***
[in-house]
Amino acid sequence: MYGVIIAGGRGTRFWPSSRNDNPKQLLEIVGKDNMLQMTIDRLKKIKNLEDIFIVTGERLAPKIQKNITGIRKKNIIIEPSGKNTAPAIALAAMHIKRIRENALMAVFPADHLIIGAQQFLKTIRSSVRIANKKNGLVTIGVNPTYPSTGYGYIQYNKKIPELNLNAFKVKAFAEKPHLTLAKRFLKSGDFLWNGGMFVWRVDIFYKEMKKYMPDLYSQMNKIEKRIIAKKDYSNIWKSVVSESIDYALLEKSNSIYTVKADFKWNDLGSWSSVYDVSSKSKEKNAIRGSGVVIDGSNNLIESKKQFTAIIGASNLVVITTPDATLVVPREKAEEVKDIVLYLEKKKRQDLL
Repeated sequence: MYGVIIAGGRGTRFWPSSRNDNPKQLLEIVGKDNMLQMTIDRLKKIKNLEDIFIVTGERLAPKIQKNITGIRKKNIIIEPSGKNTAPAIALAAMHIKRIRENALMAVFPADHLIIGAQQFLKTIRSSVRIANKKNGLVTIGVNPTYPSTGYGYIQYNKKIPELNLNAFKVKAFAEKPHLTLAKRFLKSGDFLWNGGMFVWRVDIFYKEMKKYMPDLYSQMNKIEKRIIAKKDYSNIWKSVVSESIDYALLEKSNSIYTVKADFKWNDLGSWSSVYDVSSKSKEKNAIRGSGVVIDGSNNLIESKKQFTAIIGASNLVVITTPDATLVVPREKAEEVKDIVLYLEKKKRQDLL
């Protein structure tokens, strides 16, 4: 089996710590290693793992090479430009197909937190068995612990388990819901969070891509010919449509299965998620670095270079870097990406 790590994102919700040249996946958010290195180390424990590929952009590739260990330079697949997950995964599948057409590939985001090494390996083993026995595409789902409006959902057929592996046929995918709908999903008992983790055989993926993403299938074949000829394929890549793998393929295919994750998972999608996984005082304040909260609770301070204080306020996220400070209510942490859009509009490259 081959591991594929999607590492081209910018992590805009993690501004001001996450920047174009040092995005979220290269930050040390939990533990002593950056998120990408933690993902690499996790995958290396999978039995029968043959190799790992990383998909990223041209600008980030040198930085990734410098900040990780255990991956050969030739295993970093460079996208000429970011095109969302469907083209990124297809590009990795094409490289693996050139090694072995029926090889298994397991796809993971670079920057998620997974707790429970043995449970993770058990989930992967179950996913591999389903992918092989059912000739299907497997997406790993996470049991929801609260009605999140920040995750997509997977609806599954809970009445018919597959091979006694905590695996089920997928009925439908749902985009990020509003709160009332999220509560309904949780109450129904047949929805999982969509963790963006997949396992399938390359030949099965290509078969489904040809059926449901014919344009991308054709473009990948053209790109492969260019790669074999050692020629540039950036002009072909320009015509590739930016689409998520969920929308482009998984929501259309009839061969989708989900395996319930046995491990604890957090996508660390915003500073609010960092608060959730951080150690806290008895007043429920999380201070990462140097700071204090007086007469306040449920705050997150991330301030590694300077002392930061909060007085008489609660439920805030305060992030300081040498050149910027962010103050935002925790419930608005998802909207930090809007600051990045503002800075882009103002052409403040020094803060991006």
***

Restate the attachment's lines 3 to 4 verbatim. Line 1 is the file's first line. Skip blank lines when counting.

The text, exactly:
Repeated sequence: MYGVIIAGGRGTRFWPSSRNDNPKQLLEIVGKDNMLQMTIDRLKKIKNLEDIFIVTGERLAPKIQKNITGIRKKNIIIEPSGKNTAPAIALAAMHIKRIRENALMAVFPADHLIIGAQQFLKTIRSSVRIANKKNGLVTIGVNPTYPSTGYGYIQYNKKIPELNLNAFKVKAFAEKPHLTLAKRFLKSGDFLWNGGMFVWRVDIFYKEMKKYMPDLYSQMNKIEKRIIAKKDYSNIWKSVVSESIDYALLEKSNSIYTVKADFKWNDLGSWSSVYDVSSKSKEKNAIRGSGVVIDGSNNLIESKKQFTAIIGASNLVVITTPDATLVVPREKAEEVKDIVLYLEKKKRQDLL
């Protein structure tokens, strides 16, 4: 089996710590290693793992090479430009197909937190068995612990388990819901969070891509010919449509299965998620670095270079870097990406 790590994102919700040249996946958010290195180390424990590929952009590739260990330079697949997950995964599948057409590939985001090494390996083993026995595409789902409006959902057929592996046929995918709908999903008992983790055989993926993403299938074949000829394929890549793998393929295919994750998972999608996984005082304040909260609770301070204080306020996220400070209510942490859009509009490259 081959591991594929999607590492081209910018992590805009993690501004001001996450920047174009040092995005979220290269930050040390939990533990002593950056998120990408933690993902690499996790995958290396999978039995029968043959190799790992990383998909990223041209600008980030040198930085990734410098900040990780255990991956050969030739295993970093460079996208000429970011095109969302469907083209990124297809590009990795094409490289693996050139090694072995029926090889298994397991796809993971670079920057998620997974707790429970043995449970993770058990989930992967179950996913591999389903992918092989059912000739299907497997997406790993996470049991929801609260009605999140920040995750997509997977609806599954809970009445018919597959091979006694905590695996089920997928009925439908749902985009990020509003709160009332999220509560309904949780109450129904047949929805999982969509963790963006997949396992399938390359030949099965290509078969489904040809059926449901014919344009991308054709473009990948053209790109492969260019790669074999050692020629540039950036002009072909320009015509590739930016689409998520969920929308482009998984929501259309009839061969989708989900395996319930046995491990604890957090996508660390915003500073609010960092608060959730951080150690806290008895007043429920999380201070990462140097700071204090007086007469306040449920705050997150991330301030590694300077002392930061909060007085008489609660439920805030305060992030300081040498050149910027962010103050935002925790419930608005998802909207930090809007600051990045503002800075882009103002052409403040020094803060991006």